Indian Army to train officers in negotiation techniques

Link: The Hindu

After starting courses in Tibetology for officers posted along the Line of Actual Control (LAC) with China, the Army is now looking to introduce courses in negotiating tactics to better orient them during bilateral military level negotiations. The move comes in the backdrop of series military to military interactions on the ground since the standoff in Eastern Ladakh in May last year.

“Negotiation technique courses are in conceptual stage,” a defence source said stating that the finer modalities are being worked out.

Referring to Chinese negotiating tactics, a second source said that they try to drag on and wear out the other side during talks, a common observation by several officers in the know. “There is now greater effort to sensitize the rank and file on the ground on negotiation tactics,” the source stated.

Concurrently, the number of Chinese language interpreters in the Army has also gone up on the ground with interpreters now increasingly part of patrols where needed, according to officials on the ground.

Since May 2020, the two sides have been holding regular military to military talks on the ground in addition to the 13 rounds of Corps Commander level talks to resolve the standoff in Eastern Ladakh. For instance, since May 2020 and up to the 12th round of Corps Commander talks on July 31 this year, the two sides have held 10 Major General level talks, 55 Brigadier level talks and around 1,450 calls over the established two hotlines. India and China have two hotlines for communication at Chushul and Daulat Beg Oldi (DBO) in Eastern Ladakh.

Similarly in the Eastern sector, there are four Hot Lines, including the one added very recently, as part of measures to maintain peace and tranquillity on the LAC.

There are nine Border Personnel Meetings (BPM) held between the countries every year on ceremonial occasions till before the pandemic. Five of these are held on the Indian side and four on the Chinese side, said Maj Lovish Gupta during a recent visit to Bumla.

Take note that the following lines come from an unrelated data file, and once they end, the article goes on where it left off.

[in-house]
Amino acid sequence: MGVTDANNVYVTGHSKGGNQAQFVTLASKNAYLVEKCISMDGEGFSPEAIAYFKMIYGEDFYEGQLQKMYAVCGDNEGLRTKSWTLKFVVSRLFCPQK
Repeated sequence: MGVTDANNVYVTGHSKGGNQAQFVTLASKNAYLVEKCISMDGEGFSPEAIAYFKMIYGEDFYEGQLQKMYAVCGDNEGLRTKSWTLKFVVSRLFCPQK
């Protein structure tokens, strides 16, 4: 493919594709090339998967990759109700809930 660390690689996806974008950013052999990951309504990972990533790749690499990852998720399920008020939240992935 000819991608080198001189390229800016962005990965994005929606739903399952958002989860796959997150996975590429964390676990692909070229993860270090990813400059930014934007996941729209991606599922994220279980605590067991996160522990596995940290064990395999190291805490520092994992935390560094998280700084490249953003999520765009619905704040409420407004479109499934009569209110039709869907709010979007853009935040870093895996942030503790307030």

On the Indian side they are held on January 26 Republic Day, April 14 being Baisakhi, May 30 to mark the day when BPM’s began at Bumla in 1990, August 15 on Independence Day and on Diwali. On Chinese side they are held on January 1 new year, August 1 which is the raising day of People’s Liberation Army (PLA), October 1 coinciding with the day China declared Independence in 1949 and October 30 when BPM’s started on Chinese side in 1991. “Flag meetings are held as and when required between the two sides,” Maj Gupta added.

There have been 51 BPMs on the Indian side at Bumla since 1990 and 49 BPMs on the Chinese side since the point was set up on their side since July 16, 1991, another officer on the ground said.

At Bumla, the last BPM was held on January 2020 before the COVID pandemic. This year, three flag meetings were held till October end, the officer added.

As reported by The Hindu recently, Army, with a view to orient its officers and men posted along the LAC in Tibetan culture and also prepare them to better understand information warfare, has begun a course in Tibetology and the first batch with 15 participants was held from March to June this year. Around 150 officers have been trained so far across the country.

In Eastern Ladakh, the two sides have completed disengagement at Galwan, Pangong Tso and Gogra areas, and Hot Springs, Demchok and Depsang are yet to be resolved. The 13th round of Corps Commander talks remained inconclusive with the two sides releasing sharp statements on the outcome. Following another round of diplomatic level talks the two sides are now preparing to hold the 14th round of Corps Commander level talks soon.


  • Shantanu K. Bansal

    Founder of IADN. He has more than 10 years of experience in research and analysis. An award winning researcher, he writes for the leading defence and security journals, think-tanks and in-service publications. He is a senior consultant at the Indian Army Training Command (ARTRAC), Shimla. Contact him at:

Leave a Reply

Your email address will not be published. Required fields are marked *